Editor, Safety & Health Practitioner

Author Bio ▼

Ian joined Informa (formerly UBM) in 2018 as the Editor of SHP. Ian studied journalism at university before spending seven years in online fantasy gaming. Prior to moving to Informa, Ian worked in business to business trade print media, in the automotive sector. He was Online Editor and then moved on to be the Editor of two publications aimed at independent automotive technicians and parts distributors.
July 19, 2021

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coronavirus

The role of ventilation in stopping the spread of COVID-19

The HSE has reviewed its ventilation and Air Conditioning guidance, which states that employers must make sure there is an adequate supply of fresh air (ventilation) in enclosed areas of the workplace.

The guidance says, air-conditioningmaximising the fresh air in a space can be done by:

  • Natural ventilation which relies on passive air flow through windows, doors and air vents that can be fully or partially opened.
  • Mechanical ventilation using fans and ducts to bring in fresh air from outside.
  • A combination of natural and mechanical ventilation, for example where mechanical ventilation relies on natural ventilation to maximise fresh air.

The HSE has reviewed its guidance, which will apply in most workplaces, with the aim to help employers and their workers to:

  • Assess the risk from aerosol transmission in enclosed areas.
  • Identify poorly ventilated areas.
  • Decide on the steps to take to improve ventilation.

Ventilation is important because adequate ventilation reduces how much virus is in the air. It helps reduce the risk from aerosol transmission, when someone breathes in small particles (aerosols) in the air after a person with the virus has been in the same enclosed area. The risk is greater in areas that are poorly ventilated.

Ventilation reduces the aerosol risk but has minimal impact on:

  • Droplet transmission (where people are within 2 metres of each other).
  • Contact transmission (touching surfaces).

The guidance acknowledges that adequate ventilation can look different in different workplaces or settings.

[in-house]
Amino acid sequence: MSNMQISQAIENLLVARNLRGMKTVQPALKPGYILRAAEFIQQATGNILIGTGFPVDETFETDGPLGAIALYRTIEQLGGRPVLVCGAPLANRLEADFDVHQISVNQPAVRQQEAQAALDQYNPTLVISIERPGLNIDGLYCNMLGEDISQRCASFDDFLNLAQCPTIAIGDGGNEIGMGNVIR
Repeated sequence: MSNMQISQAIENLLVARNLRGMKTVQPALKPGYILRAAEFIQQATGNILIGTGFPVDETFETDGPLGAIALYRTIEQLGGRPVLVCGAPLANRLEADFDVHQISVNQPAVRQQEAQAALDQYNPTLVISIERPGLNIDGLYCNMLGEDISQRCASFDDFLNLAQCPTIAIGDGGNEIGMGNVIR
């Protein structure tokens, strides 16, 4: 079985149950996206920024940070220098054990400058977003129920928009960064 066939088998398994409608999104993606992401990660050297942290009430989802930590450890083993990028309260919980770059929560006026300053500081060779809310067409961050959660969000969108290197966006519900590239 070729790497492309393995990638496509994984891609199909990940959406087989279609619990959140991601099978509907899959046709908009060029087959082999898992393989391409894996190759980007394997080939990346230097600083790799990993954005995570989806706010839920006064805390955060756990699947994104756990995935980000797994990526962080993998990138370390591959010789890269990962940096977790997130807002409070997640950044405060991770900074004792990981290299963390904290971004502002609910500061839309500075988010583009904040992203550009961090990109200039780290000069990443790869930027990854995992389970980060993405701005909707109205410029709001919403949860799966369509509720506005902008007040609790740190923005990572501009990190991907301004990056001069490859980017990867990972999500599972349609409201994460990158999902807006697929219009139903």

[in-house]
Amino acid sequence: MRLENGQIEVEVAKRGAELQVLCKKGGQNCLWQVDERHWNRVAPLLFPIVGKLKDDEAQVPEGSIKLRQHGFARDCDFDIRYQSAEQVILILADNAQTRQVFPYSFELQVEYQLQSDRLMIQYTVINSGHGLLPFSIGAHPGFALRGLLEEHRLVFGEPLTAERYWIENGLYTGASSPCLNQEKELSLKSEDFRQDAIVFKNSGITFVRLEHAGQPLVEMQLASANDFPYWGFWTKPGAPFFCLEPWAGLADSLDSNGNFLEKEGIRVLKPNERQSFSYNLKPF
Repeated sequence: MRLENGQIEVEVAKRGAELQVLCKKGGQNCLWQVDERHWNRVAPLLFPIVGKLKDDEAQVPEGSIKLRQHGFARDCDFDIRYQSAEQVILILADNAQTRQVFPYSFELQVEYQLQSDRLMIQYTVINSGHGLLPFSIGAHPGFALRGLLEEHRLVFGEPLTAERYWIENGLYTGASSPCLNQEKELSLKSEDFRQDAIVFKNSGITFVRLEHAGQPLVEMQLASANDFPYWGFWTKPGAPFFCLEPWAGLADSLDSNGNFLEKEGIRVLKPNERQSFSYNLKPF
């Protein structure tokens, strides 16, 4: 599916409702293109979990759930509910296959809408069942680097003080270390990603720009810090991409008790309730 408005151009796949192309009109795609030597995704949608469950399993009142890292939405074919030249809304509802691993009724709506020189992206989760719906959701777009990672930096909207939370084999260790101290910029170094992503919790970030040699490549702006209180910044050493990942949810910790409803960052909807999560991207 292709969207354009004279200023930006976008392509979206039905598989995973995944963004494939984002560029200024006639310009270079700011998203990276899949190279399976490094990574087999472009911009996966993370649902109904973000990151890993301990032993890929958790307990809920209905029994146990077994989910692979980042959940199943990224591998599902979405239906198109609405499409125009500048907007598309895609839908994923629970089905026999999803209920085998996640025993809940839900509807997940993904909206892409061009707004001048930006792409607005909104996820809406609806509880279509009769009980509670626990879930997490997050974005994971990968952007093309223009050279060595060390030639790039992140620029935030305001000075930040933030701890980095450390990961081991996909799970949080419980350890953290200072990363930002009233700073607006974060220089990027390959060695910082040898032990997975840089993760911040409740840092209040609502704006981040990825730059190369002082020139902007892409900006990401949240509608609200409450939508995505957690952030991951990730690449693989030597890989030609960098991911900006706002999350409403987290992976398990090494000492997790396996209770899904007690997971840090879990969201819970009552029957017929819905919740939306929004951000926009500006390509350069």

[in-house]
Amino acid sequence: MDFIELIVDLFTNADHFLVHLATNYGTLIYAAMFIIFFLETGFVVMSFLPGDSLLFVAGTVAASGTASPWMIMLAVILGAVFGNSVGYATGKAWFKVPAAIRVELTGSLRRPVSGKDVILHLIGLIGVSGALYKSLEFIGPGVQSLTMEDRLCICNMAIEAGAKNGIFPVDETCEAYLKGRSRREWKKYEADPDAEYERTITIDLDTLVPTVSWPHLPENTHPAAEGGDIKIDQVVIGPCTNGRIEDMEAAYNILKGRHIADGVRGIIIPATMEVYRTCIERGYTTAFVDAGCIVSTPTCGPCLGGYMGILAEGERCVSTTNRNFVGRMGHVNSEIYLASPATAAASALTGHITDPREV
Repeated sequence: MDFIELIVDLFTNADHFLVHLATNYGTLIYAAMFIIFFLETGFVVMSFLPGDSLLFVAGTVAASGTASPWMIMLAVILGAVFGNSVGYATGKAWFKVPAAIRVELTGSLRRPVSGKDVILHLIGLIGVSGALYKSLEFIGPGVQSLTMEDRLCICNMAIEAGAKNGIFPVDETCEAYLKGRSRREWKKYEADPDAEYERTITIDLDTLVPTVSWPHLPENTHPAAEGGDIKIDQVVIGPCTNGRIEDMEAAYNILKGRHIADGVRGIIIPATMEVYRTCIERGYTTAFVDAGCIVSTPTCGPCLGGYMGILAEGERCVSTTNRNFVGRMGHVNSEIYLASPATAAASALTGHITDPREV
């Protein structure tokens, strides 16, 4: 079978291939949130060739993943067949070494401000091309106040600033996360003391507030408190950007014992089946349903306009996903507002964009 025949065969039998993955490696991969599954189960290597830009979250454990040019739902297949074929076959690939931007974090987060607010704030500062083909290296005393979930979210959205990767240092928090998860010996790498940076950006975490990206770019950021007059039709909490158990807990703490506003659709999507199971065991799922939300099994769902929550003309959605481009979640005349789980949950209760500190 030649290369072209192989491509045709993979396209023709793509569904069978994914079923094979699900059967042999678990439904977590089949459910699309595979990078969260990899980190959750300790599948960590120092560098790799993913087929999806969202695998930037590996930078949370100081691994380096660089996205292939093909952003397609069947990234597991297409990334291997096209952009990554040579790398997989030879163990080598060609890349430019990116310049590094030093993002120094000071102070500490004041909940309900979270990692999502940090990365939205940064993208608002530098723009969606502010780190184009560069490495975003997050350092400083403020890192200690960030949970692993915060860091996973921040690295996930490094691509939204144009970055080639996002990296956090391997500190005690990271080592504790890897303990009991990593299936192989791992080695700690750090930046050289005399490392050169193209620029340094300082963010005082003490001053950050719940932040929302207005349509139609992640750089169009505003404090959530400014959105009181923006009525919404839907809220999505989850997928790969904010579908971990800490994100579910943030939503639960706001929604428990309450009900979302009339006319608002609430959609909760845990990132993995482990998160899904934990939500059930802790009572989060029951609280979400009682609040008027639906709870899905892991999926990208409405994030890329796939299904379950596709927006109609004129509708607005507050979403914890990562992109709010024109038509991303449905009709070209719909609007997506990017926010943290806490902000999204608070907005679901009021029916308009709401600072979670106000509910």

The risk of aerosol transmission can be reduced by:

  • Making sure infected workers (or any visitors with coronavirus symptoms) do not come into the workplace.
  • Providing adequate ventilation with fresh air.
  • Limiting the number of people in an area.
  • Thinking about activities that increase deeper breathing (including singing, physical exertion and shouting).
  • Workers spending less time in occupied areas.

A risk assessment should consider what adequate ventilation looks like in a particular workplace.

Read the HSE’s, Ventilation and air conditioning during the coronavirus pandemic guidance, here.

Limiting transmission

In a article written in February for LocalGov, Hywel Davies – Technical Director of the Chartered Institution of Building Services Engineers (CIBSE) – suggested that focus in workplaces and multi-occupant spaces, especially those open to the public, must remain on limiting transmission to prevent the spread of coronavirus to un-vaccinated people.

The article highlighted advice from the Government’s Scientific Advisory Group for Emergencies (SAGE) in its document Role of Ventilation in Controlling SARS-CoV-2 Transmission, which is that: ‘Ventilation should be integral to the COVID-19 risk mitigation strategy for all multi-occupant public buildings and workplaces.’

Hywel argued that the need for effective ventilation in helping limit the spread of COVID-19 is based on growing evidence that coronavirus can be spread by tiny particles called aerosols.

The acts of breathing, talking, coughing and sneezing all produce droplets and aerosols that may, if the host is infected, contain pathogens. Larger droplets fall by gravity within 2m from the source, which is why social distancing is recommended. The droplets land on surfaces and can therefore get onto hands – hence the importance of regular hand washing and avoiding touching the face. Smaller aerosols, however, can stay airborne for hours, which enables them to travel longer distances where they could infect secondary hosts, particularly in poorly ventilated spaces.

Investment

Hilda - We Didn't Vote to Die at Work T-ShirtHilda Palmer, from Manchester Hazards Centre, a campaigner and facilitator of Families Against Corporate Killers and SHP’s Most Influential Individual in Health & Safety for 2020, told SHP in May: “Ventilation in most of our workplaces has been poor for many years and workers have been complaining about the levels of dust and microbes, volatile organic compounds, bacteria, viruses and now we’ve got COVID. They are all building up in the air and if you don’t move that air by good ventilation, then people are going to get sick with COVID and sick from a lot of other things.

“So, we’ve got this theatre of hygiene, we’ve got workers exposed massively to dangerous combinations of cleaning chemicals and disinfectants and cleaning things manically. Whereas, what we really need to do is clean the air, ventilate. We’ve got to make ventilation a bigger issue. Ventilation isn’t just for COVID, it’s got to be for all working life, and we’re going to have to invest in ventilation in all our workplaces, including in schools.”

Ventilation isn’t just for COVID, it’s for all working life, and we’ve got to invest in ventilation in all our workplaces.

Click here or the full interview with Hilda.